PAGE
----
Sometimes data and reason aren’t enough to change people’s minds. For all the level headed arguments against parking minimums, about how current policy restricts housing supply and drives up costs, and about the unfairness of hidden subsidies for drivers at the expense of everyone else, the knee-jerk, emotional response resisting change will always be a powerful force. Those wishing to affect positive change have not only to construct reasoned arguments for it, but to tug on heartstrings as well. That’s the kind of appeal that The Sightline Institute made recently in the article “Ugly by Law”. It’s the kind of appeal that Park(ing) Day makes every year. By seeing a vision of what could be, people will also view the world as it exists with new eyes. Many have become numb to car dominated landscapes and lifestyles. Providing a clear vision of what could have been and what we are missing out on, will bring to life the better world that will be if the space dedicated to cars can be right-sized. Showing images and examples of transformation from an on the ground, human perspective will be an important part of helping others to see that what exists now is not an inevitability, but a choice. What does our (institutionalized) obsession with cars cost us?
While the above graphic features the view from my apartment in Bogotá, Colombia, I hope it will have some universal appeal.
High resolution version
With this post I am taking a brief detour from the inaugural series of Graphing Parking to feature a graph for the Sightline Institute’s ongoing series, “Parking? Lots!” Alan Durning has been leading this in-depth analysis focused on parking policy in Cascadia. I encourage everyone to check out the article as well as the previous three installments.
This graph is an adaptation of the earlier “Living Space vs. Parking Space” that I did for cities in the contiguous 48. Fortunately for me, Mieko Van Kirk and Pam MacRae of the Sightline Institute did the heavy lifting in researching each city’s requirements for this version.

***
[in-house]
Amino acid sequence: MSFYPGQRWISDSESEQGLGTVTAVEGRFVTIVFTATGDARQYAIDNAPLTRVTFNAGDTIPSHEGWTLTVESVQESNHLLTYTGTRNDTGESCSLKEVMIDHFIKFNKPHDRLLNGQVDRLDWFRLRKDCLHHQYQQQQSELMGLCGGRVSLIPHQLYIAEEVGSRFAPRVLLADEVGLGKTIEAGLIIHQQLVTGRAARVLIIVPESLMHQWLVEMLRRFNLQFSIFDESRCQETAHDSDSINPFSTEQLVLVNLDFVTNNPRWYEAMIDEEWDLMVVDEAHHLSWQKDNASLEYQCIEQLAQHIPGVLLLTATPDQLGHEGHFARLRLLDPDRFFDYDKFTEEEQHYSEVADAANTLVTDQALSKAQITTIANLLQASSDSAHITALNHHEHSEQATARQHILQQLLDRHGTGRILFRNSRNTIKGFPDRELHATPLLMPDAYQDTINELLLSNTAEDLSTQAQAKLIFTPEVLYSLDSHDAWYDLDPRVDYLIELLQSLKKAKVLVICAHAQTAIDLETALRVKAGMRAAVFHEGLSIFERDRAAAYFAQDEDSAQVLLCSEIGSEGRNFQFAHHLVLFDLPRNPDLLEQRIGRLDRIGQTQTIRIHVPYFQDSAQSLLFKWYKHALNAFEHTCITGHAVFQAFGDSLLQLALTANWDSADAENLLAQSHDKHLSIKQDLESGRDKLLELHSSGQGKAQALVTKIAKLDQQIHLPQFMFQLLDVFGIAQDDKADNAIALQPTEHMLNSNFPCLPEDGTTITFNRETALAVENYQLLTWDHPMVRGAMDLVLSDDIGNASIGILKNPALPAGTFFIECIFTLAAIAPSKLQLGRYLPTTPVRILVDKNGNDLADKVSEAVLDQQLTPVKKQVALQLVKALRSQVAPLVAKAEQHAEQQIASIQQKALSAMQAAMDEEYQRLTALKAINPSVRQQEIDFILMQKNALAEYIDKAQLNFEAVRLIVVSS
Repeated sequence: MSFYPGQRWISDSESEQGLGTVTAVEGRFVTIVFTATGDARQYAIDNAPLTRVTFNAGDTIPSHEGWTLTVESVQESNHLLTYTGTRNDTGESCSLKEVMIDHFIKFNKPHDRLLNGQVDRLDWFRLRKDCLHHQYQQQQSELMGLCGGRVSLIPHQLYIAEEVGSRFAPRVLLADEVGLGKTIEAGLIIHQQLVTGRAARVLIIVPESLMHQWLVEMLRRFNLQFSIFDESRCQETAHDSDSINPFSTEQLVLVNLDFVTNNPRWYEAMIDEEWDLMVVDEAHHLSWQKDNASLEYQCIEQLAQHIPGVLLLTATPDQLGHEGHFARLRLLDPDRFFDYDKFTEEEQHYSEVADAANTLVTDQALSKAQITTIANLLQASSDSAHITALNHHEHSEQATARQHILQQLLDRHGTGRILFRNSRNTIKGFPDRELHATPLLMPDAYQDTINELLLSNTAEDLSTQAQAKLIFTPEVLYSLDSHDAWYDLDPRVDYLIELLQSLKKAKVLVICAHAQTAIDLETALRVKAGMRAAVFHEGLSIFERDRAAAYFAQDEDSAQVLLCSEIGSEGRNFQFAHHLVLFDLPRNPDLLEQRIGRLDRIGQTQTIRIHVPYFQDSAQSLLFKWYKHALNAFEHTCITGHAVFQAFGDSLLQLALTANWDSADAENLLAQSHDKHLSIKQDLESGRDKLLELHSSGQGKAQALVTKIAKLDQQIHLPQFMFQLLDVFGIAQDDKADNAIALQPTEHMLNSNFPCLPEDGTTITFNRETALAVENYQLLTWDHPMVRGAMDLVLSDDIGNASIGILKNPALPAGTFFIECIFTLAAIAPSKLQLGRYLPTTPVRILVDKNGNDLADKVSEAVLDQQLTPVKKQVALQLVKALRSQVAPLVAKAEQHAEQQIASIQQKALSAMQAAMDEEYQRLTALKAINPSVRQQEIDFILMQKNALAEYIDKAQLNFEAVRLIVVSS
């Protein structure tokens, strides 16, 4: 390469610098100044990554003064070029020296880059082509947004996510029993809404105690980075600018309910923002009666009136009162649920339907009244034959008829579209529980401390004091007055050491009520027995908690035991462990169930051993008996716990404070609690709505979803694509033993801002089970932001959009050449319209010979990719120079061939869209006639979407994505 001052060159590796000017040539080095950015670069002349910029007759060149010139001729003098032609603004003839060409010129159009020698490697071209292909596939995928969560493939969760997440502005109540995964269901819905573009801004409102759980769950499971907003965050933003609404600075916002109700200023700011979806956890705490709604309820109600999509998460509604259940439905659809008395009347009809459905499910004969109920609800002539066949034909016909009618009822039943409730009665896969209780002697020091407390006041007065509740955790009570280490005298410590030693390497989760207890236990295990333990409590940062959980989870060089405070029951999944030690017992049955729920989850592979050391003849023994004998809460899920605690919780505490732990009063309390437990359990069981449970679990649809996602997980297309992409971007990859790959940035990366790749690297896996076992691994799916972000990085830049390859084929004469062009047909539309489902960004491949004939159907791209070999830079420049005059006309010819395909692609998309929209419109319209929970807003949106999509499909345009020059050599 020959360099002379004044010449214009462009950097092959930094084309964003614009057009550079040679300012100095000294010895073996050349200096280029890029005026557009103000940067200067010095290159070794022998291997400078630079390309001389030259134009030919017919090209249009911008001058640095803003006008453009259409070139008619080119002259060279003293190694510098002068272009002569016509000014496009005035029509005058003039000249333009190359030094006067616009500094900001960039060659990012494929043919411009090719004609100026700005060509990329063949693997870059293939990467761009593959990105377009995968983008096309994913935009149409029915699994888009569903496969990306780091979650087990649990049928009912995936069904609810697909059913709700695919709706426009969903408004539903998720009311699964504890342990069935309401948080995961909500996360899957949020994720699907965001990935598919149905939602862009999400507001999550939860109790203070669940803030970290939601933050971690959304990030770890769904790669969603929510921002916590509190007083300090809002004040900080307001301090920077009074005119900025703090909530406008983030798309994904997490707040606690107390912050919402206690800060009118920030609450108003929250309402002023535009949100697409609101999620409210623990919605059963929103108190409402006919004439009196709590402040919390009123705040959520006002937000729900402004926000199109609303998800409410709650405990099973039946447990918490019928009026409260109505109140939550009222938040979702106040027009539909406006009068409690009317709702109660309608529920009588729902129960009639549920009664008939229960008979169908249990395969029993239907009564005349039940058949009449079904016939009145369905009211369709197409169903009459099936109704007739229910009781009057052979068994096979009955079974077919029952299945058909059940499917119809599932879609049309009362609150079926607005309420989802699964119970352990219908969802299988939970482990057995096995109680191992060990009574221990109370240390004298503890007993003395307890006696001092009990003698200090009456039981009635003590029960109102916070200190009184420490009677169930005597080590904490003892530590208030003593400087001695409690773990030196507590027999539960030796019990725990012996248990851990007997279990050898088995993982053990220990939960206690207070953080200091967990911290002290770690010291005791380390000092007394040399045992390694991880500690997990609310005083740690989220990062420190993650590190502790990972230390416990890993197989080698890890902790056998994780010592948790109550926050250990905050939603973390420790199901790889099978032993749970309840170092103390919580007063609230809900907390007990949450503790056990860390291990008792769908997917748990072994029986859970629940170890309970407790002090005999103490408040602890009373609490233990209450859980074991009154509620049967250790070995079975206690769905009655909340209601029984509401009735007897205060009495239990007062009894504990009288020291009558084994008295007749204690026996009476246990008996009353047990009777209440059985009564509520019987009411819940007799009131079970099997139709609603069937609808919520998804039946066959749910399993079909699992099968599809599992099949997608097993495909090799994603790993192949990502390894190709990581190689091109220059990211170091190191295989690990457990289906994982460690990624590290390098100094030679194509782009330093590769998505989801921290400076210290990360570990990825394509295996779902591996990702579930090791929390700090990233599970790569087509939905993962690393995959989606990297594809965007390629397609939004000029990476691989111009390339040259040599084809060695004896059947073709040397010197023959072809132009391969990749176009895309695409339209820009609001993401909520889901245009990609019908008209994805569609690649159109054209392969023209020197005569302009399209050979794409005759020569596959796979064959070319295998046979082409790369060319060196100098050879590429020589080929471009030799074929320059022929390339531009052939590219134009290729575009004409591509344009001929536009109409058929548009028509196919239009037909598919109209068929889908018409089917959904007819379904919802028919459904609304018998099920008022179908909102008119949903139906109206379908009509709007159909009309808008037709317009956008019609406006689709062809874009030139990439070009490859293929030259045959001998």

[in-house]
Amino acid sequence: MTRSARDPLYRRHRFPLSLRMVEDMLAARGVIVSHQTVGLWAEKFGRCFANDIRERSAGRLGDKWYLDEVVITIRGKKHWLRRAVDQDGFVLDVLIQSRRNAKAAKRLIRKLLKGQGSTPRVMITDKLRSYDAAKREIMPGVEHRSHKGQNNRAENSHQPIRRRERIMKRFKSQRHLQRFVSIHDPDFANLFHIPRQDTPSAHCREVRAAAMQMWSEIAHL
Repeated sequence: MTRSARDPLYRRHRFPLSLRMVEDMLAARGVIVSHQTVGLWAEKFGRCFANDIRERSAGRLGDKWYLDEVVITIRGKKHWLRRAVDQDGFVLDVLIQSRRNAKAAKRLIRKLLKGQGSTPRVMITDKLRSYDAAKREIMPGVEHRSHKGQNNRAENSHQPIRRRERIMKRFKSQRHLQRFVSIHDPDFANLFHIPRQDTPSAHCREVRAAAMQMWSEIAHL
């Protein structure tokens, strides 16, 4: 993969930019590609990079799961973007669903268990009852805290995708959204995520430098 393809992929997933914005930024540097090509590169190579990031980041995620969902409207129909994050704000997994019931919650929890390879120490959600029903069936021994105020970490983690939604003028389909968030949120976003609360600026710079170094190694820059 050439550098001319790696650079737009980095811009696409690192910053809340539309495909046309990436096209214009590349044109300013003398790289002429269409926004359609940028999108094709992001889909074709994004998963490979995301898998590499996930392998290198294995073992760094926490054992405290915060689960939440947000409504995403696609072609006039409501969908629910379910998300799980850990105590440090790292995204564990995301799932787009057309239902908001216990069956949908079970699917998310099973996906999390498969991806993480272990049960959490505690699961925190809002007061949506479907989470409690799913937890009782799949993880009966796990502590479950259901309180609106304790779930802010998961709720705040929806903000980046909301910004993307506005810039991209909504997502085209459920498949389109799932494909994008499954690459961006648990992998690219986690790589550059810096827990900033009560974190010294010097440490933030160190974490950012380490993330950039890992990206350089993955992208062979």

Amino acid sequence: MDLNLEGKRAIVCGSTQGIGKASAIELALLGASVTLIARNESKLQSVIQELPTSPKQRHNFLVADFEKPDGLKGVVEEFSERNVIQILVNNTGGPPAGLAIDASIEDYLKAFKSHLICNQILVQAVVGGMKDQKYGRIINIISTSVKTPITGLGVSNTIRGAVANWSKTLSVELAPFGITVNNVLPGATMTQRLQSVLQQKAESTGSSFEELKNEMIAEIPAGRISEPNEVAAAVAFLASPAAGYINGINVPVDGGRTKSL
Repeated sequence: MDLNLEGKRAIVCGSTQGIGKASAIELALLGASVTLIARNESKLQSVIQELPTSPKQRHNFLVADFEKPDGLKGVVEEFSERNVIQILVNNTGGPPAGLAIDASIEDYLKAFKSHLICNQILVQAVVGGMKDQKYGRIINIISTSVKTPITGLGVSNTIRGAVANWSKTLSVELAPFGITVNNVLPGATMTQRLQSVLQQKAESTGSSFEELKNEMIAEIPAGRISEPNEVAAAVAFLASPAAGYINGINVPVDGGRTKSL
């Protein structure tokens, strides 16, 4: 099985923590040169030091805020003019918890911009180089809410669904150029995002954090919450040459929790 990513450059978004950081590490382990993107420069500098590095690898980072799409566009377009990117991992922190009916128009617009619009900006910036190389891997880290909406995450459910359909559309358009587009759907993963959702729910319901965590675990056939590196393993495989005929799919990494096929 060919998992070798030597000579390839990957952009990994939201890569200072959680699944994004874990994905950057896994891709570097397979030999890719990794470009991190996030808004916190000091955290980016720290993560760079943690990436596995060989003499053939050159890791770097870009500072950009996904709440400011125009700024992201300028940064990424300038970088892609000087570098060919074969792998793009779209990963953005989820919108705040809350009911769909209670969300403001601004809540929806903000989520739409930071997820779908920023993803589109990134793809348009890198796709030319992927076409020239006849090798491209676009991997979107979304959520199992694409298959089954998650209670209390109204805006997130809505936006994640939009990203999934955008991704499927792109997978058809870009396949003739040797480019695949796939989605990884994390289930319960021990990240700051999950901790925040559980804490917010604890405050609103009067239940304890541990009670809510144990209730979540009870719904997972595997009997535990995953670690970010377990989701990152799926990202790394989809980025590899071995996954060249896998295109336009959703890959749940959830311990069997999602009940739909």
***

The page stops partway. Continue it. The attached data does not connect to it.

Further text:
I have a couple of observations I’d like to add:
Two things stood out for me especially. First the common suspicion that suburbs have higher parking requirements than their principal cities has been universally upheld here. Obviously this is just one land use in a sample that includes only three major metropolitan areas, so the graph doesn’t prove definitively that this holds true as a rule. Additionally, as you can see in the previous graphs, Seattle and Portland have some of the lowest minimums in the US, so it is unsurprising that the suburbs’ are a bit higher. Nevertheless, the fact that there is not a single exception says a lot. I would be interested to see if cities with already high requirements such as Albuquerque or Jacksonville have suburbs with yet higher parking minimums.
Second, this graph challenged my assumption that smaller stand-alone cities would behave just like suburbs. It’s actually a mixed bag. Spokane, Washington and Eugene, Oregon both mimic the requirements of the larger cities. It would take looking at various other uses to find out whether this similarity applies in general, but I will no longer take for granted that a relatively small (around 200,000 in the city proper) population automatically translates to higher requirements. If there are many more similar cases out there, it would go a long way towards demonstrating that cities don’t need Manhattan-like conditions to ease up on parking minimums.
Vector versions: Cascadia apartments; Cascadia apartments landscape
This is the first of a five part series. My intention is to demonstrate the prevalence, scale, and inconsistency of parking requirements across the United States for various land uses. This will likely be the least dramatic of the series which will include requirements for restaurants, offices, schools, and places of worship. Even still, this graph starts to reveal regional differences. It also raises questions such as: why would a two bedroom apartment in Omaha need twice the parking as the same apartment in Kansas City, MO? I found the bar graph particularly interesting because cities seem to fall into one of three categories:
1) cities that require one parking space per apartment regardless of size
2) cities that require about one and a half parking spaces per apartment regardless of size
3) cities that have variable requirements but have the most onerous standards for multi-bedroom units
It would seem to me that cities in the first two categories might have a higher prevalence of multi-bedroom units than cities in the third category since the cost of parking could remain constant. One would think that especially in the case of Fort Worth, there would be very few three bedroom apartments. Might there also be an effect on the percentage of families with children that live in multi-unit dwellings? Perhaps young people would be more likely to live with roommates in cities that do not vary their requirements. It would be interesting to test these hypotheses but I’m not sure how to go about that.
Finally, the plans at the bottom of the infographic demonstrate just how big all that parking really is, while hinting at the opportunity cost of building it. Could the person sitting on the couch have afforded an additional bedroom or study if not for the parking? Maybe a balcony or garden space could have replaced the pavement…
An editable PDF version is available here. I invite you to use it freely but ask that you attribute the work.
Updated: 31 March 2013 to reflect more recent source on Dallas